In a pair of recent speeches, SEC Chief Accountant Wesley Bricker discussed the critical role audit committees play in the financial reporting process, explored current challenges confronting audit committees, and offered suggestions for increasing audit committee effectiveness. He also addressed internal control over financial reporting, which continues to be a major area of interest for the SEC staff. 

Audit Committee Effectiveness

In a March 24 speech at the University of Tennessee Corporate Governance Center, Mr. Bricker focused on the role and effectiveness of audit committees. While his wide-ranging remarks did not break new ground, he did provide insight into the SEC staff’s perspective on key topics affecting audit committees. His principal points included:

Understanding the Business Operating Environment. Mr. Bricker stressed that audit committee members need to understand the business they serve and the environment in which it operates. According to Mr. Bricker, “Obtaining such an understanding of the entity and its environment is an essential aspect of serving in an audit committee role to oversee and counsel those having responsibility for preparing the financial statements, as well as overseeing the external audit of the financial statements.” Such an understanding will better equip audit committees to identify areas requiring special consideration, including changes in the operating environment; rapid growth; new business models, products or activities; and new accounting pronouncements.

Composition. Mr. Bricker noted a strong interest and focus of investors on “diversity of thoughts within the board of directors.” Such diversity “diminishes the extent of group thinking, and diversity of relevant skills (for example, industry or financial reporting expertise) enhances the audit committee’s ability to monitor financial reporting.” He strongly suggested that the level of diversity on US boards and audit committees should be increased.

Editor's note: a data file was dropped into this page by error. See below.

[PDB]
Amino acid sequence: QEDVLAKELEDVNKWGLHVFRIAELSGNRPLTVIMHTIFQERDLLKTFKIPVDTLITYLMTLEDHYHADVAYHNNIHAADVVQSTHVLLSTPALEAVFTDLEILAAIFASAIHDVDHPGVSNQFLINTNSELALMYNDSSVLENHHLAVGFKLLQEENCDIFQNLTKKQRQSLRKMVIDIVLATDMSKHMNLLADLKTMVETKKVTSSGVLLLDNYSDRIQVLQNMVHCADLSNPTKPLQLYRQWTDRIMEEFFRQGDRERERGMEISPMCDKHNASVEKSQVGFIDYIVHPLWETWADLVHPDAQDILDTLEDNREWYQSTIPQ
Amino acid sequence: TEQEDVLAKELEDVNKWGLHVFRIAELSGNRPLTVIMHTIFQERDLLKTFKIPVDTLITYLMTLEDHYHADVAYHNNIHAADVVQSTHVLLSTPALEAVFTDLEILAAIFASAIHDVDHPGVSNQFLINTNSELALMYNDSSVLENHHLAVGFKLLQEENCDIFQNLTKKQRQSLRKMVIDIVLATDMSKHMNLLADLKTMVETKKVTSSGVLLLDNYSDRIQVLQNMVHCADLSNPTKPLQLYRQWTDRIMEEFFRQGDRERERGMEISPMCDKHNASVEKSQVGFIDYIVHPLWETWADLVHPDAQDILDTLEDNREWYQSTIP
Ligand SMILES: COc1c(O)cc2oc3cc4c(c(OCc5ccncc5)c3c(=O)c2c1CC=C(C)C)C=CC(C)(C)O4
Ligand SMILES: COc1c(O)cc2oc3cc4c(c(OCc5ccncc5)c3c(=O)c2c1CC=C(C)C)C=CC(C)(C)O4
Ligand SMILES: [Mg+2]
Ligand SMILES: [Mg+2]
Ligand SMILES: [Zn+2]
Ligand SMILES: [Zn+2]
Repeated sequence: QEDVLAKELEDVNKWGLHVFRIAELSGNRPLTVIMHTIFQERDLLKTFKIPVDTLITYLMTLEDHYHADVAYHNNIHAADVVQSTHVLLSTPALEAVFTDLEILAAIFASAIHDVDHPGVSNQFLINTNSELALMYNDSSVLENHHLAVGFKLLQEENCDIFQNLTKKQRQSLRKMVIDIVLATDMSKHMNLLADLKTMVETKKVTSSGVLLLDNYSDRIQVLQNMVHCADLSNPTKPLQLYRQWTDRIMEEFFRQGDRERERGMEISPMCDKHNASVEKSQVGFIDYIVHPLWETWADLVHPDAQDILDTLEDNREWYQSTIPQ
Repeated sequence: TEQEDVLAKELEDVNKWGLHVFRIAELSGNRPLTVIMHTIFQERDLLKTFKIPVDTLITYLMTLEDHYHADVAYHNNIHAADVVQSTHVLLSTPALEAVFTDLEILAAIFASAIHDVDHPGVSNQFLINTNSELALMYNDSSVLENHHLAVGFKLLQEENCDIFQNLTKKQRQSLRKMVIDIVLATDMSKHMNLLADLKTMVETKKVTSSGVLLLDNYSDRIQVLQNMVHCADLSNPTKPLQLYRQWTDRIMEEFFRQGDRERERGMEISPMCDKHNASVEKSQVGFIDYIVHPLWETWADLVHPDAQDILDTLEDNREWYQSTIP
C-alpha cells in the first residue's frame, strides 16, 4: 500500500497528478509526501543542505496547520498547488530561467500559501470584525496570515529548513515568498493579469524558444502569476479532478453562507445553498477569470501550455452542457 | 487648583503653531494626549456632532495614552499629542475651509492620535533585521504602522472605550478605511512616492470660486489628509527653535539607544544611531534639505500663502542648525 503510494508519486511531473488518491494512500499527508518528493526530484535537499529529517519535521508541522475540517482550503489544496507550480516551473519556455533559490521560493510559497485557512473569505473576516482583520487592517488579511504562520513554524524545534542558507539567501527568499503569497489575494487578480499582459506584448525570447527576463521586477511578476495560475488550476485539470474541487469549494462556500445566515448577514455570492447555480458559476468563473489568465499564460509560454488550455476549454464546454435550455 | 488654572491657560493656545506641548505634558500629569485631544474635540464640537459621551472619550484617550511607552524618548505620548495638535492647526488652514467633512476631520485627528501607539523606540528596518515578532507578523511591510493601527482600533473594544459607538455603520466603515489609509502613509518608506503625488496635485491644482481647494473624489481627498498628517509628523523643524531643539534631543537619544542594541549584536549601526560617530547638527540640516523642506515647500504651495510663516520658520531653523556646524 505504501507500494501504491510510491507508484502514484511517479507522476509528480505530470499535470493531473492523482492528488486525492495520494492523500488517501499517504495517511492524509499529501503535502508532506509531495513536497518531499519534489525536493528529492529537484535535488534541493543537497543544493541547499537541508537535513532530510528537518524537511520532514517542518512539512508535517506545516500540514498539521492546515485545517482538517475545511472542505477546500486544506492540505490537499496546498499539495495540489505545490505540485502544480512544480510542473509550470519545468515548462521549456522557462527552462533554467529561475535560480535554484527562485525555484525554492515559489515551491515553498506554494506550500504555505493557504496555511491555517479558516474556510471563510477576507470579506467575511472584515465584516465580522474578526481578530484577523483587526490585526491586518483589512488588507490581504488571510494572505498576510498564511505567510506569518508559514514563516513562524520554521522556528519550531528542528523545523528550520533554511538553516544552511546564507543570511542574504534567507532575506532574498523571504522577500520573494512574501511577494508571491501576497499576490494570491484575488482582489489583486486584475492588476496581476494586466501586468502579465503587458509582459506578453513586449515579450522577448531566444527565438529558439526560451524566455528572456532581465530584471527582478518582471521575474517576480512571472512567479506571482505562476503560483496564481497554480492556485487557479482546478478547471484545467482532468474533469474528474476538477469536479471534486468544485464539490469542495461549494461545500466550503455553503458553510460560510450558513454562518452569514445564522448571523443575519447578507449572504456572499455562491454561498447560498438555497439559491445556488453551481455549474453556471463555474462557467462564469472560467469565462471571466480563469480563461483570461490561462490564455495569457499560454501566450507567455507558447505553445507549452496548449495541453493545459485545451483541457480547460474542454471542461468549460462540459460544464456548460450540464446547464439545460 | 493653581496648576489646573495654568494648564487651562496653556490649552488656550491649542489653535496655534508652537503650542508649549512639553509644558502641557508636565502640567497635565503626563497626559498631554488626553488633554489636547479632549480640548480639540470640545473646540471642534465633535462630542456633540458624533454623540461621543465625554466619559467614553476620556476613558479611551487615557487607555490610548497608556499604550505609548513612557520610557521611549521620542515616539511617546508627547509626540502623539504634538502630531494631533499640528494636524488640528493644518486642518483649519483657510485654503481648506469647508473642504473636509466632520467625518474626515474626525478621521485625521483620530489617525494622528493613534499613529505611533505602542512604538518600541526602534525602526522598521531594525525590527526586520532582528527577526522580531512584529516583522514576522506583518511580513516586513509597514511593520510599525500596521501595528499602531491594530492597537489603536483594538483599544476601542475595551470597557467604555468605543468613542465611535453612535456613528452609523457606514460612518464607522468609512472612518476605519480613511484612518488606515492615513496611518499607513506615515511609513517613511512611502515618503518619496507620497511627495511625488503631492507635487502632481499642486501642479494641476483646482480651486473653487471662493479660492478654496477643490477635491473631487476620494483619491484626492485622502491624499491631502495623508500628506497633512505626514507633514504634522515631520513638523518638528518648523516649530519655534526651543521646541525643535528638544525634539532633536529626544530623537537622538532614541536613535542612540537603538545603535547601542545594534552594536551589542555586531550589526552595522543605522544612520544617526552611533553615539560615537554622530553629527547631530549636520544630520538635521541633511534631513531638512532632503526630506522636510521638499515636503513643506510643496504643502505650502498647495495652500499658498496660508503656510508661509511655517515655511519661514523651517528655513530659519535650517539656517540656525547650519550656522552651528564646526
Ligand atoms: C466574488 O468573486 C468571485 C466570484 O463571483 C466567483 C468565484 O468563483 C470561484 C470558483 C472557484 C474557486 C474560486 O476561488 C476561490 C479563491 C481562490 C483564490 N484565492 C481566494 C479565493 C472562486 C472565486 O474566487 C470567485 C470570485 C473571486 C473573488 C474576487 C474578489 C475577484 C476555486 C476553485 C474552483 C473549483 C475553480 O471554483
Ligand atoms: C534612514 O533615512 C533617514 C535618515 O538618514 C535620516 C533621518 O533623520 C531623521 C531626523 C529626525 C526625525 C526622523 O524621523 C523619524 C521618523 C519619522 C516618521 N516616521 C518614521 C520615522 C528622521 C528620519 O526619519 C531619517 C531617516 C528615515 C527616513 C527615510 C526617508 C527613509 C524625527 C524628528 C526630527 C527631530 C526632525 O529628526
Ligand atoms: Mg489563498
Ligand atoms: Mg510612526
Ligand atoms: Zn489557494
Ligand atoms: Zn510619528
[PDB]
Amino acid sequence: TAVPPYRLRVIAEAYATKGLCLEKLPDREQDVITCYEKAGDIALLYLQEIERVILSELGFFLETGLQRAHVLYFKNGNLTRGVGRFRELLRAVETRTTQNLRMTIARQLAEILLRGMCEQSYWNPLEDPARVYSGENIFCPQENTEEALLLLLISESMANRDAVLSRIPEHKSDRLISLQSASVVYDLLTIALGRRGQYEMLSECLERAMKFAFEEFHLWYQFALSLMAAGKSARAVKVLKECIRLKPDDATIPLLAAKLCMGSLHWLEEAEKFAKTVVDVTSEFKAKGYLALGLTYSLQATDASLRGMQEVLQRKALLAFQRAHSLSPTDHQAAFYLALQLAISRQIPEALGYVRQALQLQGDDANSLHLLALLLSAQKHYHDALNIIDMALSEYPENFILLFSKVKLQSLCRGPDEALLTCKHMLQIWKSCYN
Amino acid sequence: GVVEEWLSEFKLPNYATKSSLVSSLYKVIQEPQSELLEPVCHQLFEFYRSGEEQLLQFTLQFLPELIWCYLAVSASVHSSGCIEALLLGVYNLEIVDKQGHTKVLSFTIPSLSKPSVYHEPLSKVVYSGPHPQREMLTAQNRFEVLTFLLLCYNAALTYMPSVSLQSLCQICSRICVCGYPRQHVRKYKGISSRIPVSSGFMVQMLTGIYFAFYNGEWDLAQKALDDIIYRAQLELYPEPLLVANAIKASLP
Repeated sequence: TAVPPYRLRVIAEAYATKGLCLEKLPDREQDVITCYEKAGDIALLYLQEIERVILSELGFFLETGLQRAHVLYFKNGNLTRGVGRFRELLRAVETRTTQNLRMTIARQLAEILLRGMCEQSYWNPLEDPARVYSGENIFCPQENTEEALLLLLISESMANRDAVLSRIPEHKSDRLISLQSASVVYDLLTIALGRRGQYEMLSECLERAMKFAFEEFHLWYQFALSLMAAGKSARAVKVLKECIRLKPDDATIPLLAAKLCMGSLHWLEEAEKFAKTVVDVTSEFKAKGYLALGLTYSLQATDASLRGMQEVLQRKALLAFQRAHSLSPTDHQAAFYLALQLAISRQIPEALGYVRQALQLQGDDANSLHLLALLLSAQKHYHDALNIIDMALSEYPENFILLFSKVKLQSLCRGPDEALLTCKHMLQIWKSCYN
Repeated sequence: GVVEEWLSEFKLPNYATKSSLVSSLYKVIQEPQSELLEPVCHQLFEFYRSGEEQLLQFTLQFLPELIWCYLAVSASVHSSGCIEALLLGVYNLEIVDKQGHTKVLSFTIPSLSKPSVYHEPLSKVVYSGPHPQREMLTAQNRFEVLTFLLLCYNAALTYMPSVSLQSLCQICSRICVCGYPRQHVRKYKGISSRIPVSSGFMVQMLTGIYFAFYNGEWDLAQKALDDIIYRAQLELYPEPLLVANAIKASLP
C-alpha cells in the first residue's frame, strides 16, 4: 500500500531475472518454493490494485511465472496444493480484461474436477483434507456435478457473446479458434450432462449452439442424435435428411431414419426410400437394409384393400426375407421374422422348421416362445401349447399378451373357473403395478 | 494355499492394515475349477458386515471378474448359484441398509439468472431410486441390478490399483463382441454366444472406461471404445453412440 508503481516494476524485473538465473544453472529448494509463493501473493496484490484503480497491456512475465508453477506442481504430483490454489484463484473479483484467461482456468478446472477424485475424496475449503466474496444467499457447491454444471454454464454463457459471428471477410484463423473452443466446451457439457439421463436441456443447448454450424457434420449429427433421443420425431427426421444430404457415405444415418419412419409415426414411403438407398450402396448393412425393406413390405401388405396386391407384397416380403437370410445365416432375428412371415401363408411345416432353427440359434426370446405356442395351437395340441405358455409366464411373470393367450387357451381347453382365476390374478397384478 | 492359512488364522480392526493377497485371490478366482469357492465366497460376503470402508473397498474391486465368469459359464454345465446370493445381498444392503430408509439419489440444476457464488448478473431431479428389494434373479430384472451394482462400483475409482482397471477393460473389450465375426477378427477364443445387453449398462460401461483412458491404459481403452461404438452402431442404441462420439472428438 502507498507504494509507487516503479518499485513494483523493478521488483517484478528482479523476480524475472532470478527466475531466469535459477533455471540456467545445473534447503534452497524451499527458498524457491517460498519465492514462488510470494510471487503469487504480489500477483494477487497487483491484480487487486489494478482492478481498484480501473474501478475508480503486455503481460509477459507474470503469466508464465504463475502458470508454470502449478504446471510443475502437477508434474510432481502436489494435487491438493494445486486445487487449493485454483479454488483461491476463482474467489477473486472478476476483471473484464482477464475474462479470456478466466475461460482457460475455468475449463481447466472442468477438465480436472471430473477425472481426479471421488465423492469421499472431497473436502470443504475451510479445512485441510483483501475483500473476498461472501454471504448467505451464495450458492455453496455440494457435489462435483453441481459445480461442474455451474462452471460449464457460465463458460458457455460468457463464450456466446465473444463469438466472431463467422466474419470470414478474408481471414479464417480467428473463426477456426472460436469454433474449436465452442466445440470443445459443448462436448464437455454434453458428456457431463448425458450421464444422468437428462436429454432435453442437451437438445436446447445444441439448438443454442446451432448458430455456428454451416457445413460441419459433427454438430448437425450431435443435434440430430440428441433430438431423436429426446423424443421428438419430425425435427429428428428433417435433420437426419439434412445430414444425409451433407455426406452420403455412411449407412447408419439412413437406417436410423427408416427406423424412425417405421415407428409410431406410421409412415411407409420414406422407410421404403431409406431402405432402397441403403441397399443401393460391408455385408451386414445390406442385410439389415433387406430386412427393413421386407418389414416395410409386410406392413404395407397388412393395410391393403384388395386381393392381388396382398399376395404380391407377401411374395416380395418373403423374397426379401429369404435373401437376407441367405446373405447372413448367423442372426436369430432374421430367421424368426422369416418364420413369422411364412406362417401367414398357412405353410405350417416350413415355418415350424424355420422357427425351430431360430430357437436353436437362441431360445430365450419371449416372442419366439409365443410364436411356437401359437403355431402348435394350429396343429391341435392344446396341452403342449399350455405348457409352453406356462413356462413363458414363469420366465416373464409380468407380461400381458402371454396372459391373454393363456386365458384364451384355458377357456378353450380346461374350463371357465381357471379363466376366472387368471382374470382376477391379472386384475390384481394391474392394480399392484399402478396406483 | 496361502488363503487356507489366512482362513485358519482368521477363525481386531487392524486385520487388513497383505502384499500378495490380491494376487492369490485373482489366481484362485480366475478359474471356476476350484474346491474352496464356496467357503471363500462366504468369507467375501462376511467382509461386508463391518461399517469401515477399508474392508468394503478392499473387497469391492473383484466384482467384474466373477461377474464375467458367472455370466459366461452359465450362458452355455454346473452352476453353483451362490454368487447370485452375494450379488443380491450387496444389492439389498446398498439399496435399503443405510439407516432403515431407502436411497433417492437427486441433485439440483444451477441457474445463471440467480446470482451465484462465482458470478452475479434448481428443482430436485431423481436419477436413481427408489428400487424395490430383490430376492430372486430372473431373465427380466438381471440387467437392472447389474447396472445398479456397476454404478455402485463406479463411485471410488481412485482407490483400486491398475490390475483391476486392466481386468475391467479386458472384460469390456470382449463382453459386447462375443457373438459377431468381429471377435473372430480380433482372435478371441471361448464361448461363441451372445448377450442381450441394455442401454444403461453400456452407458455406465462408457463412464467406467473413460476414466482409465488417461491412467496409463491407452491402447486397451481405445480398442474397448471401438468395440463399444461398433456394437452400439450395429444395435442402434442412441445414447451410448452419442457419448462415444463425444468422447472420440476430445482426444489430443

Workload. For several years, agenda overload has been identified as an area of concern for audit committees. (See our blog post from April 6, 2015.) In contrast to nearly 75% of board directors that believe their workload is manageable, only 57% of audit committee members find their workload to be manageable. Variation exists among industries, with only 34% of audit committee members for companies in the banking and capital markets sector believing that their workload is manageable. Mr. Bricker advised directors to evaluate whether they are identifying the risk of audit committee overload and if they are appropriately managing this risk to enable the audit committee to operate effectively. Mr. Bricker noted, “While audit committees may be equipped to play a role in overseeing risks that extend beyond financial reporting, such as cybersecurity and portions of enterprise risk management, . . . it is important for audit committees to not lose focus on their core roles and responsibilities.”

Tone at the Top. Referencing a recent accounting firm survey (see our blog post from February 23, 2017), Mr. Bricker noted that “roughly one in four [audit committee members] in a recent audit firm survey . . . ranked tone and culture as a top challenge in [the committee’s] oversight role.” In addition to encouraging “open and candid discussions between the external auditor and the audit committee,” Mr. Bricker also stressed that audit committees should engage with management “to obtain a clear and common understanding of what tone means, why tone is important, and what mechanisms are in place to assess the adequacy of [the] control environment, including across any relevant divisions and geographies.”